When I first moved to New York, I floated a somewhat Carrie-Bradshaw-esque theory of urban life that has held up remarkably well in the years since I proposed it, even though that was six minutes after I graduated from college at a time I thought the Spice Girls would outlast that young Spears upstart. The theory went that there was a pie chart of human experience — “karmas,” as I faux-spiritually called them — split into three distinct sections: the job karma, the housing karma, and the work karma. The three karmas always add up to 100%, but the ratios within that pie are apt to change weekly, even daily. I know it sounds a bit life-as-USA-Today-infographic, but I swear it works.
For two years, I lived in a palace I wouldn’t have deserved to live in as the Sultan of Brunei, much less as a twenty-three year-old writer battling the strong, choppy headwinds of the New York City real estate market. It was owned by a friend of my roommate’s family, and I vowed upon moving in that leaving that apartment meant I was leaving New York, which turned out to be the case. It was beautiful. It was wood. Two of my best friends still live there. They’re getting married. It was an apartment so pretty it made you fall in love.
For the first year I lived in that apartment, I had a killer place and a shitty job. Then another shitty job. Then temping. I went on exactly zero dates.
(January 2000) Apartment Karma: 100%. Job Karma: 0%. Relationship Karma: 0%.
You’d think suddenly acquiring mice in one’s Palace Of Park Slope would be a bad thing, I’ll bet. And at one time, I would have been inclined to very strongly agree with you. Having braved the inevitable nasty bugs this city inflicts upon even its most privileged inhabitants, I always thought mice wouldn’t be the worst thing in the world. After all, they were warm-blooded. They had tails. They also had the capability to be animated cartoon characters. In my imagination, they were even kind of cute. Y’know. Like pets.
No. No, they weren’t like pets. They weren’t like pets at all. They were more like fucking vermin, and they were coming in through the fireplace, through the bedroom walls, through the kitchen cabinets, through a hole behind the stove. They made their restroom lodgings in a bowl filled with decorative rice and flowers we could no longer leave where horrified visitors could see it. I cried. I begged the exterminator to hurry the hell up. I slept with the lights on. With my eyes open. Under a blanket of traps. On the roof. Of a nearby hotel. The very same month, I was hired full-time and was temporarily set for life in a job I loved. I still couldn’t get a date.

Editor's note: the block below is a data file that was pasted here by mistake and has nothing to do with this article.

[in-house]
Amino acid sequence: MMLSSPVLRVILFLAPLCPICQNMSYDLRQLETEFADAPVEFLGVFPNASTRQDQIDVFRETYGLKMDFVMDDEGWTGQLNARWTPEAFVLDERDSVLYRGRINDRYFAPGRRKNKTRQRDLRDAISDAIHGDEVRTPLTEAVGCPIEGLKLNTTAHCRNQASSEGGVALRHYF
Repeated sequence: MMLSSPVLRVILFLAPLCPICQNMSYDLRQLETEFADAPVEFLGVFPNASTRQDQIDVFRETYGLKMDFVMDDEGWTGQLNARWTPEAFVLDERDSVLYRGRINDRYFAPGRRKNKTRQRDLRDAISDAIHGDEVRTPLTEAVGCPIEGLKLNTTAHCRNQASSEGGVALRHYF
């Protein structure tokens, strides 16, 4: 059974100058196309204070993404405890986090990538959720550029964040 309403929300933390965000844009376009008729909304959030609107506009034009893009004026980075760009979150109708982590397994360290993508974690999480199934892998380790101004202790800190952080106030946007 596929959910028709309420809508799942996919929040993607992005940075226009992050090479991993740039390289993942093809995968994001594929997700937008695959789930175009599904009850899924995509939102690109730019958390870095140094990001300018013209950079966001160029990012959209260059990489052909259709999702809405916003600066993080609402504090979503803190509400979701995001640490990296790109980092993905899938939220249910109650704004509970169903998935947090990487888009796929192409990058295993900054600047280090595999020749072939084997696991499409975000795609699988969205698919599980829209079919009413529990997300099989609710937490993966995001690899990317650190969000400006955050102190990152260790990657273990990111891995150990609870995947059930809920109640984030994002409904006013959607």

(October 2000) Apartment Karma: 30%. Job Karma: 70%. Relationship Karma: 0%.
I moved to LA and then back to New York and began a string of unfortunate apartment searches that ended with me in places less pretty, more expensive, in worse areas, and with less light than the place I had just left. Work was dwindling, and then I became employed by a fire-breathing monster. I went on some horrible dates, but hell, at least it kept that karma from statistical fucking null set for a while. Thanks, Los Angeles.
(January 2002) Apartment Karma: 49%. Job Karma: 1%. Relationship Karma:50%.
The musical took off (May 2003) and then stopped (um, right now). I was living in the middle of nowhere (October 2003) but living alone. I had my heart inflated (July 2002) and subsequently broken (December 2002). Better to have loved and lost.
(2003, all) Apartment Karma: 10-90%. Job Karma: 10-90%. Relationship Karma: 10-90%. But always a cumulative 100%.
Now I’m back in the only neighborhood I could ever picture myself living in as long as I’m in New York. It’s the place my brother lived in when he was in New York and it’s just totally fabulous. In April, I’ll need to find a roommate. At least that means I can count on some play.
Damn. If it’s that Carrie-Bradshaw-esque, maybe this entry needs a more appropriate ending:
All of which led me to thinking…can New Yorkers really have their pie and eat it, too?